The last chance to save Windows XP

Microsoft has stubbornly stuck to its decision to stop selling XP after today. It's a wrong decision, which InfoWorld hopes your voice can still change at this very last minute.

Last Friday, we FedEx'd the Save Windows XP petition to Steve Ballmer. I have to say that sliding the memory stick into the envelope was an emotional experience: Over 210,000 users have made their voices heard to the world's largest software corporation. I think there's still a slim chance that Microsoft will change its mind about making XP available after today, particularly if we get more major media pickup and another wave of signatures today. Meanwhile, here's the full text of the cover letter I sent along with the petition:

Steve Ballmer

Chief Executive Officer

One Microsoft Way

Bellevue, WA 98052

Dear Steve,

On Jan. 2, 2008, InfoWorld launched the Save Windows XP campaign. As of June 27 at 2 p.m. Pacific Time, we have gathered 210,562 signatures from passionate users who demand the right to purchase Windows XP after June 30, the deadline beyond which Microsoft has said it will no longer license Windows XP through most sales channels. The Save Windows XP petition is enclosed as a CSV file.

We began this campaign because our readers compelled us to do so. Those of us who have been in the industry for a long time have never seen anything like the negative reaction to Windows Vista. Our readers have frequently voiced their frustrations about software incompatibilities, arbitrary UI changes, expanded hardware requirements, and altered security business rules. On the other hand, we've also heard from many users who are clearly satisfied with Vista.

Our point from the beginning has been that Microsoft customers should have a choice: For a reasonable period, those who want to license Windows XP should be able to continue to do so just as easily as they can license Windows Vista.

The typical interval from the introduction of a new version of Windows to the end-of-sale date for the previous version is two years. Given the disruptive nature of many Vista upgrades, we feel that Microsoft should continue to make Windows XP available for at least that long, rather than ending the sale of Windows XP after 18 months. Now that the ship date for Windows 7 has been moved up to January 2010, why not make Windows XP available until then?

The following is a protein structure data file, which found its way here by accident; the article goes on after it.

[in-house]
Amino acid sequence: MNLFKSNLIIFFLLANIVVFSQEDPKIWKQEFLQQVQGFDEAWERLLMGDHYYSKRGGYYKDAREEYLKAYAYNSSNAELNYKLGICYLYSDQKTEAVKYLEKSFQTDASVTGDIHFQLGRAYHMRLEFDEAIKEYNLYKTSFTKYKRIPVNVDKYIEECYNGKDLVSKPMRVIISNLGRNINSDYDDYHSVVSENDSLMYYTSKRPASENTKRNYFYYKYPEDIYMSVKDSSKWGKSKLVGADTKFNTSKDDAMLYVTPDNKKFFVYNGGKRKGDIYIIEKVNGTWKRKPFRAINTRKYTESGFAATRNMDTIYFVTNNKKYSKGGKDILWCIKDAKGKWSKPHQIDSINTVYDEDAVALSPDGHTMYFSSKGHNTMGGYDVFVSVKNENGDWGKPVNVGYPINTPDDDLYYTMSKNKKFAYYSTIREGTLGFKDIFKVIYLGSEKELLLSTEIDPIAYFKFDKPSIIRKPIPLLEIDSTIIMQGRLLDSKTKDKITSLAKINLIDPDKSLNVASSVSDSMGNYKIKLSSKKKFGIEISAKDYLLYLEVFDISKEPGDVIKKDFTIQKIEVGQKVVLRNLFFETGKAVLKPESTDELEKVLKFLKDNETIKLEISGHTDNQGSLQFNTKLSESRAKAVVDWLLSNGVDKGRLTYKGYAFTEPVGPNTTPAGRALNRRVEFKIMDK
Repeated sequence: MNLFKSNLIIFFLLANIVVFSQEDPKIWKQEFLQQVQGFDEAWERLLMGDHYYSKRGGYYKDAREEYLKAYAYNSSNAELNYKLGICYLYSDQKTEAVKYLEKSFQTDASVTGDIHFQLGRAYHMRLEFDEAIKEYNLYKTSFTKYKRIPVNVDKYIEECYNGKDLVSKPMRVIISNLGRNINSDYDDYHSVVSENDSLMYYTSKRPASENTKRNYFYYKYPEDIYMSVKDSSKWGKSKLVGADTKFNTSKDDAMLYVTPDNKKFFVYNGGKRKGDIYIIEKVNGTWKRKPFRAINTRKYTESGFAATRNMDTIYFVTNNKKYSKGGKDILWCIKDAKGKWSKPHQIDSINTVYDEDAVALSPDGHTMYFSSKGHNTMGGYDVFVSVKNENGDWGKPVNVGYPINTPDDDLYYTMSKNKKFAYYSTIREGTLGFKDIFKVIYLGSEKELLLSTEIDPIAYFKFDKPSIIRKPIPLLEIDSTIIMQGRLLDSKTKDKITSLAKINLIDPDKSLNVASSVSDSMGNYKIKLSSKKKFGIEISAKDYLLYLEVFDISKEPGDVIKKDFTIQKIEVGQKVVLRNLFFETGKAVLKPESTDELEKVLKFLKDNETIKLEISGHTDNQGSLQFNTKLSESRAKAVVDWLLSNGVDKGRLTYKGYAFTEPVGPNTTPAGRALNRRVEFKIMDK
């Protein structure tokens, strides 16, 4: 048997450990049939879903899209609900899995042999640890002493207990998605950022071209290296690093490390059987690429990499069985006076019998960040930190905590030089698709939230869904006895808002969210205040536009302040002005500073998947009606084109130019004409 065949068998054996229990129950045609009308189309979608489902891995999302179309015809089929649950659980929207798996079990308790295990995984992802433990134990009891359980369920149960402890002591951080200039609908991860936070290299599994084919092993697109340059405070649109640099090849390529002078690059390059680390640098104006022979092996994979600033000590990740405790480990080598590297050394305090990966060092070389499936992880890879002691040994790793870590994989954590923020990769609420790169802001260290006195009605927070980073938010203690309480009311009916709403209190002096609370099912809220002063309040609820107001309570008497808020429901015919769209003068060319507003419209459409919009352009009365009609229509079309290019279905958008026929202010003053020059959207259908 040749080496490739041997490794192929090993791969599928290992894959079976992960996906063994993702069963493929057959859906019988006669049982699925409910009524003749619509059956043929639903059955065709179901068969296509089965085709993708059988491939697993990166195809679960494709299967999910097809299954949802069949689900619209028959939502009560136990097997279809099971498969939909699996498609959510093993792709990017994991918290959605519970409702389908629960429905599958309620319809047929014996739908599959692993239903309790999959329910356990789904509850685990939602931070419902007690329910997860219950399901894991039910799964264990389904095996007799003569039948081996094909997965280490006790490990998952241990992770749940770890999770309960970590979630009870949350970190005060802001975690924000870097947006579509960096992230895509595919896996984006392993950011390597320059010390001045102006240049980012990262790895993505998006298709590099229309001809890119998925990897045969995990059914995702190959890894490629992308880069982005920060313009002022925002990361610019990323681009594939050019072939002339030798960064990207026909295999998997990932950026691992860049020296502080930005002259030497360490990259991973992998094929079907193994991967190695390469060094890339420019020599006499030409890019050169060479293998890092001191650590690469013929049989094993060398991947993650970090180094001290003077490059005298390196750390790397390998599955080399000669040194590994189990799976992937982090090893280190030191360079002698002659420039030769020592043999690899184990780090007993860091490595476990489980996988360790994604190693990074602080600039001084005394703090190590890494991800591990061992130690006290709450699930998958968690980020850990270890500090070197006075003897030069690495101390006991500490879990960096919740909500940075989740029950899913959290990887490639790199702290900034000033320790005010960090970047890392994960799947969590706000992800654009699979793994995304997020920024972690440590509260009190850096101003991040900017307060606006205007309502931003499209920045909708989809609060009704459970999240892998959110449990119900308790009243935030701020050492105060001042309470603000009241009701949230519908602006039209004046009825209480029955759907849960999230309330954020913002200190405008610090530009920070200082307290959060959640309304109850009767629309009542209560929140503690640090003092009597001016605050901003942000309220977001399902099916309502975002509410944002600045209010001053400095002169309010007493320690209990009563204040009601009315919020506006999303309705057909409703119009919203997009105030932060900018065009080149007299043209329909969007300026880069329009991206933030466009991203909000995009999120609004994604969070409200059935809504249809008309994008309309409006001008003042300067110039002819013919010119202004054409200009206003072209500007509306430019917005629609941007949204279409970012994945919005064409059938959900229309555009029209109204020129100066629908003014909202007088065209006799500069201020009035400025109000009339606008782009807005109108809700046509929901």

We recognize and appreciate that during the past several months Microsoft has decided to allow OEMs to sell "low power" laptops and desktops with Windows XP pre-installed until June 2010. We are also aware that many hardware vendors, including Dell, Hewlett-Packard, and Lenovo, are offering "downgrade" options that enable customers to replace preinstalled copies of Windows Vista with Windows XP. We hope that Microsoft will continue to enable vendors to present those options, as well as allow Vista Business or Vista Ultimate customers to "downgrade" Vista installs using site-licensed versions Windows XP Professional.

Our ultimate aim, however, is for Microsoft to reverse its decision and keep licensing Windows XP through all normal channels. At work and at home, Windows XP has become a familiar and reliable part of the lives of millions of users. We respectfully ask that you continue to offer the best operating system Microsoft has ever produced.

Sincerely,

Eric Knorr
Editor in Chief
InfoWorld

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